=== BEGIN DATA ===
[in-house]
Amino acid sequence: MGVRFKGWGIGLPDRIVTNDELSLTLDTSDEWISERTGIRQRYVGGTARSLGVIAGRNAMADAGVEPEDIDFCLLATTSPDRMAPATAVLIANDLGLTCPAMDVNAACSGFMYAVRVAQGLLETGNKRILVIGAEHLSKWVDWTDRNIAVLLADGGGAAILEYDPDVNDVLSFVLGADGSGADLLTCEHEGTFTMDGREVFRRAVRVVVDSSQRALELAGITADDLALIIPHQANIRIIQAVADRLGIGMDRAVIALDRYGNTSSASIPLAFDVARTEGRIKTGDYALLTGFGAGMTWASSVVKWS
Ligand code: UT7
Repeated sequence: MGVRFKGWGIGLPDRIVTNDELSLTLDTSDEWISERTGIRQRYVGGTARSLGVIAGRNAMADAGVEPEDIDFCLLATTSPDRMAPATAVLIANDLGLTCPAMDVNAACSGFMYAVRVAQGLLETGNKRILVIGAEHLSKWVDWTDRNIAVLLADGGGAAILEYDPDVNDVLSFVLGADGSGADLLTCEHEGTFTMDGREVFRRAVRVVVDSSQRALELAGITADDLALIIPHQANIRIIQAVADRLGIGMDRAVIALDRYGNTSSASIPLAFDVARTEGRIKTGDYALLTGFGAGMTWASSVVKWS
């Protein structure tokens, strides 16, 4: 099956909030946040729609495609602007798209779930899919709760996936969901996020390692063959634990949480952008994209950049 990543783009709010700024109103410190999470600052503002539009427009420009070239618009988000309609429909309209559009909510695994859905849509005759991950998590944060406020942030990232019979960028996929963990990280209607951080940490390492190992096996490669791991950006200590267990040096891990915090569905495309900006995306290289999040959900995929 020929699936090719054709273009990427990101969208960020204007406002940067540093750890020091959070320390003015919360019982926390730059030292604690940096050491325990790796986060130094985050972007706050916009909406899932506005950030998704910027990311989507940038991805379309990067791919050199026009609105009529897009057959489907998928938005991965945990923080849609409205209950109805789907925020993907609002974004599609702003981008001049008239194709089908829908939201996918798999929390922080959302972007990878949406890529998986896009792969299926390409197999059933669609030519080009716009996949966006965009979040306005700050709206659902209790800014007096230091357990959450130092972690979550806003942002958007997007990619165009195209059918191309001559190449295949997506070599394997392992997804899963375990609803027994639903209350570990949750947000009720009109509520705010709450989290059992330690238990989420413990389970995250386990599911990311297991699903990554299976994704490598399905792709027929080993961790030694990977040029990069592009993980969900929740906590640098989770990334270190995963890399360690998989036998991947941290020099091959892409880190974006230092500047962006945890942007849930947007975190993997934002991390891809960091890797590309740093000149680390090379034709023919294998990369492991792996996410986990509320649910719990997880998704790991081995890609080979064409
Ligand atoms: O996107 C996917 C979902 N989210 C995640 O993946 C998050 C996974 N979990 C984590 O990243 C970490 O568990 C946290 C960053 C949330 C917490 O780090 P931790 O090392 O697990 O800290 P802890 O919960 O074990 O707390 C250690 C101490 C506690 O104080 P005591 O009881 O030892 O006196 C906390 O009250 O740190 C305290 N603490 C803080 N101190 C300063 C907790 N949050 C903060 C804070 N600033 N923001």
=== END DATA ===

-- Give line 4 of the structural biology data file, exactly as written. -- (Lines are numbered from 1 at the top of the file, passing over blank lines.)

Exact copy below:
Repeated sequence: MGVRFKGWGIGLPDRIVTNDELSLTLDTSDEWISERTGIRQRYVGGTARSLGVIAGRNAMADAGVEPEDIDFCLLATTSPDRMAPATAVLIANDLGLTCPAMDVNAACSGFMYAVRVAQGLLETGNKRILVIGAEHLSKWVDWTDRNIAVLLADGGGAAILEYDPDVNDVLSFVLGADGSGADLLTCEHEGTFTMDGREVFRRAVRVVVDSSQRALELAGITADDLALIIPHQANIRIIQAVADRLGIGMDRAVIALDRYGNTSSASIPLAFDVARTEGRIKTGDYALLTGFGAGMTWASSVVKWS